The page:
Filming Japan: A Journey Between Tradition And Modernity

This is a Guest Post by Nick Arcivos and Ryan Earl on how they filmed this great project about Japan. Enjoy!

This short film presents Japan from Kyoto to Tokyo and Nara through authentic scenes of Japanese lifestyle. It was shot in 2 weeks and was created by Nick Arcivos and Ryan Earl from AmnesiArt. They share their insights on how they shoot the film, what gear they use and why they chose it.

This film was shot with two Canon 5D Mark II and the lenses we used were Canon L series 16-35mm f/2.8, 24-70mm f/2.8, 70-200 f/2.8 IS II, 100mm Macro f/2.8, 85mm f/1.2, 15mm Fisheye f/2.8 and a Zeiss Planar T 1,4 50mm.
We mostly used the 16-35mm f/2.8 which was excellent for wide angle shots, especially with the 5D full frame sensor and the 70-200mm f/2.8 for close-ups and details. The 85mm f/1.2 was a must have for many night shots thanks to its wide aperture.

We used the Red Rock Micro rig and in order to use its follow focus, all the lenses were geared with Half Inch Rail Zip Tie. The cameras were equipped with Really Right Stuff L plate for quick mounting option and protection.

Philip Bloom Pocket Dolly  in Japan - AmnesiArt

We chose the Gitzo GT2530 tripod for its lightness (carbon fiber) and load capacity with a Sachtler FSB8 head for its smoothness and durability. We mounted our Kessler Pocket Dolly on, for many slider shots which perfectly worked and was very stable.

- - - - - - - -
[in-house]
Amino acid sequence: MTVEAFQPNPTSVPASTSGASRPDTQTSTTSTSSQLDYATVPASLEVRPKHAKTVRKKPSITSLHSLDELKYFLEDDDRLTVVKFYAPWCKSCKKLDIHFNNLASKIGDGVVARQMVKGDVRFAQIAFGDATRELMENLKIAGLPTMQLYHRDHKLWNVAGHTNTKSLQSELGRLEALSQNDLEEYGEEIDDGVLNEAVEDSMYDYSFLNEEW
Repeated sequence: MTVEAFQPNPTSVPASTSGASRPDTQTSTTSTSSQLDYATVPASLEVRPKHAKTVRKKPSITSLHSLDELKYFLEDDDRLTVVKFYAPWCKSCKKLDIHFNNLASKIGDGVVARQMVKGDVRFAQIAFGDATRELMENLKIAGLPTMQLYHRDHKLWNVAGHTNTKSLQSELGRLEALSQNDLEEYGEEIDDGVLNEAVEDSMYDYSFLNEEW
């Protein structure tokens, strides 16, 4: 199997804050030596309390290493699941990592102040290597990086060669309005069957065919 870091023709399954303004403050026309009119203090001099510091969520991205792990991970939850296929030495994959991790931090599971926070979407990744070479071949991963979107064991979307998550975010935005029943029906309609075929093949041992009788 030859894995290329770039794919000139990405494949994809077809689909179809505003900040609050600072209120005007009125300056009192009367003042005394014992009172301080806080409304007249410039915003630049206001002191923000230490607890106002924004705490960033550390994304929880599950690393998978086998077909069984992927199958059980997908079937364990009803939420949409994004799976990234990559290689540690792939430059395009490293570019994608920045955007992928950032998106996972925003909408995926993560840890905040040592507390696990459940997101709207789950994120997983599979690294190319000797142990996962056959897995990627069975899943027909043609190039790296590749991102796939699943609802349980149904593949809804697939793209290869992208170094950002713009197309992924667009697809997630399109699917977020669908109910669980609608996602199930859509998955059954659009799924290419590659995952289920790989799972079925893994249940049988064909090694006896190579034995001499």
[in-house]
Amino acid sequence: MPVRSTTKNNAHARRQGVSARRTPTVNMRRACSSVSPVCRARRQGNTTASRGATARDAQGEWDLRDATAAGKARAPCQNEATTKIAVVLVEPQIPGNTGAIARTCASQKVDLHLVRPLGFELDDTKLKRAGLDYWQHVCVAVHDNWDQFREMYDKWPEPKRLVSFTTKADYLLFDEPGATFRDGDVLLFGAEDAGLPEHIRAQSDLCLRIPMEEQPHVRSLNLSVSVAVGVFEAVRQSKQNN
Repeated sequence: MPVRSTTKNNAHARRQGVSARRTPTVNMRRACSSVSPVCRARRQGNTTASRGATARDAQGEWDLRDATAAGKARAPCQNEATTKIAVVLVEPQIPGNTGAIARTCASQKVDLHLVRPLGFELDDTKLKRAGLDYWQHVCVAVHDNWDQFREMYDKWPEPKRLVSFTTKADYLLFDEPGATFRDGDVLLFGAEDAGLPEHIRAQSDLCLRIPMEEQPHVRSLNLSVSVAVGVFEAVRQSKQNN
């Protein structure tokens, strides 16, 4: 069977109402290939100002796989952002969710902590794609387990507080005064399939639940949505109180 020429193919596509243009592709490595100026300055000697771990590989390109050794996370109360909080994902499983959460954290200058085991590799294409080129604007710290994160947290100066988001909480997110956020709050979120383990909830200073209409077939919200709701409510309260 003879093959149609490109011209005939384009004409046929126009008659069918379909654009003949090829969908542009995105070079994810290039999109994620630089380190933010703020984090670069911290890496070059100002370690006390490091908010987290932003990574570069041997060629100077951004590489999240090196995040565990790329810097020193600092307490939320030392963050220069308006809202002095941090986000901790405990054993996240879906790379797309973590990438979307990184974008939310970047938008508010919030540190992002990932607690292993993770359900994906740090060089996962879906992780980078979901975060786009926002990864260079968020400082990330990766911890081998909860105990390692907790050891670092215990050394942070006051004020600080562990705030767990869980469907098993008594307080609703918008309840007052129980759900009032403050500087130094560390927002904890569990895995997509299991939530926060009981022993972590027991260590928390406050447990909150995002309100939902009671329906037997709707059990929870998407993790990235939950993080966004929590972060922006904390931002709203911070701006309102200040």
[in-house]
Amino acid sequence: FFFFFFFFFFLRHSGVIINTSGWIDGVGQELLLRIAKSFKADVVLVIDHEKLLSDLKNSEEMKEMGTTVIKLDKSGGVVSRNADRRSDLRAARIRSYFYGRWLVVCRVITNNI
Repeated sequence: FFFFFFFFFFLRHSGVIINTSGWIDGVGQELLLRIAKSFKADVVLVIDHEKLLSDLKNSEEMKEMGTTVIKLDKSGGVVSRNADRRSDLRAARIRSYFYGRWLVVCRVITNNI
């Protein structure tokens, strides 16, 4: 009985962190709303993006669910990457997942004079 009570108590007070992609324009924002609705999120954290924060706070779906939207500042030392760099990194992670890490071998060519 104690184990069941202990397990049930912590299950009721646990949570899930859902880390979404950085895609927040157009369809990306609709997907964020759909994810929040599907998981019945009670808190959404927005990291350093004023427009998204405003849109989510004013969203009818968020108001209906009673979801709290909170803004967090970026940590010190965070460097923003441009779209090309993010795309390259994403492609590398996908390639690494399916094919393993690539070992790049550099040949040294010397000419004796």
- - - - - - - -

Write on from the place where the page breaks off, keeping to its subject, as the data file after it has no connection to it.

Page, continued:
We used a Manfotto 561 BHDV monopod where tripods would take too much space and we also managed to get interesting jib/slider like shots.

Think Tank Photo Gear in Japan - AmnesiArt

To avoid fatigue as much as we possible after a 10-12 hours day of shooting, we used Think Tank Airport Take Off rolling bags which easily could turn into a backpack if need be.

For the smooth movements, we used the Steadicam Merlin that we could break down to fit in our bags. We added a Really Right Stuff quick release plate to easily balance it.


We chose to shoot the whole film at 24 frames per second to create a cinematic atmosphere. We installed the Technicolor Cinestyle profile to get the largest dynamic range possible for color grading in post production which was really important to get all the details between the shadows and highlights.

The idea behind the film was to make people want to travel to Japan and discover all the wonders this fabulous country has to offer. Our expectations have been fulfilled with all the wonderful feedback we have received.

If you want more information on our work, you can visit our website and follow us on Facebook and Twitter.

- Nick and Ryan